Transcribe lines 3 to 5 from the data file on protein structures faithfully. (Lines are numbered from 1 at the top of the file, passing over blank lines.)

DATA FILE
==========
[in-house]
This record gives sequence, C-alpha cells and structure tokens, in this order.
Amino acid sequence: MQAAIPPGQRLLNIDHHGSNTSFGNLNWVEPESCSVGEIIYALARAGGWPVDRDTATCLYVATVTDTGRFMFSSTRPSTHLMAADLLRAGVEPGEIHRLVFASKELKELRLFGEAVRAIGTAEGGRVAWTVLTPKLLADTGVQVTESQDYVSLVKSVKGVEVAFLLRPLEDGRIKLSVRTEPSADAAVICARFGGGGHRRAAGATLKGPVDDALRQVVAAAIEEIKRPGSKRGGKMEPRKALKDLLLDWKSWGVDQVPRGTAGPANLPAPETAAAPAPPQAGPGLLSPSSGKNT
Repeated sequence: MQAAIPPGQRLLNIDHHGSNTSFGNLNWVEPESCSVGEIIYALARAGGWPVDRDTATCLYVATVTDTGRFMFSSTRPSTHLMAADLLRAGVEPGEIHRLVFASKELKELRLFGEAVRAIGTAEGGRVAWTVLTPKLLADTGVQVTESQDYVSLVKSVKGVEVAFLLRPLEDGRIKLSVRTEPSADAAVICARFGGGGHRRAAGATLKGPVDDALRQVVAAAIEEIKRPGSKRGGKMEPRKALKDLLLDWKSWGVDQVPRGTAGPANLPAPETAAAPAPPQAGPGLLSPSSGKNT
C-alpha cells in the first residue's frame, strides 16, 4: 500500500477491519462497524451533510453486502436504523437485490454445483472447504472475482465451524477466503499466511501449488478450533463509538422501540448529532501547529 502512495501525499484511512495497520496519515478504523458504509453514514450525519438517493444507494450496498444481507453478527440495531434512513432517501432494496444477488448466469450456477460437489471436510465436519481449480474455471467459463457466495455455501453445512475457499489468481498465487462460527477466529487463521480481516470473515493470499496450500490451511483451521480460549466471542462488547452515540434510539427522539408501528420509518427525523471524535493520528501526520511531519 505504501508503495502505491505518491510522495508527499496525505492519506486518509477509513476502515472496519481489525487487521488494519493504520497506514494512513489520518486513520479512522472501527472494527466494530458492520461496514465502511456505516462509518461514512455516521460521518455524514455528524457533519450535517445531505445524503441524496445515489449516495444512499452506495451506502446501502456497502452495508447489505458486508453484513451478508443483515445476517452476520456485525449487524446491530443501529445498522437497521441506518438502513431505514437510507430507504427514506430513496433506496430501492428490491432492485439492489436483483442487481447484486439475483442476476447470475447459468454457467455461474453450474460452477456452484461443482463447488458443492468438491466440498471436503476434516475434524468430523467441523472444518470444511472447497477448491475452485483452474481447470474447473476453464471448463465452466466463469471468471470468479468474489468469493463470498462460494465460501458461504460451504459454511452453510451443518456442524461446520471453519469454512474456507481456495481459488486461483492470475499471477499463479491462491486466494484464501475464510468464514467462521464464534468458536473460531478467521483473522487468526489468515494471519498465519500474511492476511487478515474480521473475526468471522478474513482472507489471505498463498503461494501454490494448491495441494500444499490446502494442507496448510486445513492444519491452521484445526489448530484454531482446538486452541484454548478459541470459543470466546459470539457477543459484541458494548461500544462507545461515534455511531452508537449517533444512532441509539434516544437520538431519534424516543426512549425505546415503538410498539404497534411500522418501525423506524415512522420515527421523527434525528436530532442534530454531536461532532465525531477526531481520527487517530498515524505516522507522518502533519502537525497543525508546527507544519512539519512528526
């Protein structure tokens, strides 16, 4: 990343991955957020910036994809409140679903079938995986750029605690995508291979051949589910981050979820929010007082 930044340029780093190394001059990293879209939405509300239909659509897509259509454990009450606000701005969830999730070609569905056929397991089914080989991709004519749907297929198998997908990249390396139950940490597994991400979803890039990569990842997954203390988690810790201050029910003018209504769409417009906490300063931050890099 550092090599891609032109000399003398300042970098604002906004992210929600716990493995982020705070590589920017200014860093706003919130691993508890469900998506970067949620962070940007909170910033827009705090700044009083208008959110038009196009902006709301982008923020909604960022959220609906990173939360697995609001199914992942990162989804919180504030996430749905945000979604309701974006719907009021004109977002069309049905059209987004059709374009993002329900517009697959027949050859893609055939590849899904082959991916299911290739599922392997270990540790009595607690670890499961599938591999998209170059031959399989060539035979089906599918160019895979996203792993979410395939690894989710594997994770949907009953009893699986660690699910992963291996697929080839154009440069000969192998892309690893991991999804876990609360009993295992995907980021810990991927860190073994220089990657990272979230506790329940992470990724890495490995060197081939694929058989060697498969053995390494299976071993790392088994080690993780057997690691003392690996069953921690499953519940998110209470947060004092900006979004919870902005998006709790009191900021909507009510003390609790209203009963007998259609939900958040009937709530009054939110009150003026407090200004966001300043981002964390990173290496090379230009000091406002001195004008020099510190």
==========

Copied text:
Amino acid sequence: MQAAIPPGQRLLNIDHHGSNTSFGNLNWVEPESCSVGEIIYALARAGGWPVDRDTATCLYVATVTDTGRFMFSSTRPSTHLMAADLLRAGVEPGEIHRLVFASKELKELRLFGEAVRAIGTAEGGRVAWTVLTPKLLADTGVQVTESQDYVSLVKSVKGVEVAFLLRPLEDGRIKLSVRTEPSADAAVICARFGGGGHRRAAGATLKGPVDDALRQVVAAAIEEIKRPGSKRGGKMEPRKALKDLLLDWKSWGVDQVPRGTAGPANLPAPETAAAPAPPQAGPGLLSPSSGKNT
Repeated sequence: MQAAIPPGQRLLNIDHHGSNTSFGNLNWVEPESCSVGEIIYALARAGGWPVDRDTATCLYVATVTDTGRFMFSSTRPSTHLMAADLLRAGVEPGEIHRLVFASKELKELRLFGEAVRAIGTAEGGRVAWTVLTPKLLADTGVQVTESQDYVSLVKSVKGVEVAFLLRPLEDGRIKLSVRTEPSADAAVICARFGGGGHRRAAGATLKGPVDDALRQVVAAAIEEIKRPGSKRGGKMEPRKALKDLLLDWKSWGVDQVPRGTAGPANLPAPETAAAPAPPQAGPGLLSPSSGKNT
C-alpha cells in the first residue's frame, strides 16, 4: 500500500477491519462497524451533510453486502436504523437485490454445483472447504472475482465451524477466503499466511501449488478450533463509538422501540448529532501547529 502512495501525499484511512495497520496519515478504523458504509453514514450525519438517493444507494450496498444481507453478527440495531434512513432517501432494496444477488448466469450456477460437489471436510465436519481449480474455471467459463457466495455455501453445512475457499489468481498465487462460527477466529487463521480481516470473515493470499496450500490451511483451521480460549466471542462488547452515540434510539427522539408501528420509518427525523471524535493520528501526520511531519 505504501508503495502505491505518491510522495508527499496525505492519506486518509477509513476502515472496519481489525487487521488494519493504520497506514494512513489520518486513520479512522472501527472494527466494530458492520461496514465502511456505516462509518461514512455516521460521518455524514455528524457533519450535517445531505445524503441524496445515489449516495444512499452506495451506502446501502456497502452495508447489505458486508453484513451478508443483515445476517452476520456485525449487524446491530443501529445498522437497521441506518438502513431505514437510507430507504427514506430513496433506496430501492428490491432492485439492489436483483442487481447484486439475483442476476447470475447459468454457467455461474453450474460452477456452484461443482463447488458443492468438491466440498471436503476434516475434524468430523467441523472444518470444511472447497477448491475452485483452474481447470474447473476453464471448463465452466466463469471468471470468479468474489468469493463470498462460494465460501458461504460451504459454511452453510451443518456442524461446520471453519469454512474456507481456495481459488486461483492470475499471477499463479491462491486466494484464501475464510468464514467462521464464534468458536473460531478467521483473522487468526489468515494471519498465519500474511492476511487478515474480521473475526468471522478474513482472507489471505498463498503461494501454490494448491495441494500444499490446502494442507496448510486445513492444519491452521484445526489448530484454531482446538486452541484454548478459541470459543470466546459470539457477543459484541458494548461500544462507545461515534455511531452508537449517533444512532441509539434516544437520538431519534424516543426512549425505546415503538410498539404497534411500522418501525423506524415512522420515527421523527434525528436530532442534530454531536461532532465525531477526531481520527487517530498515524505516522507522518502533519502537525497543525508546527507544519512539519512528526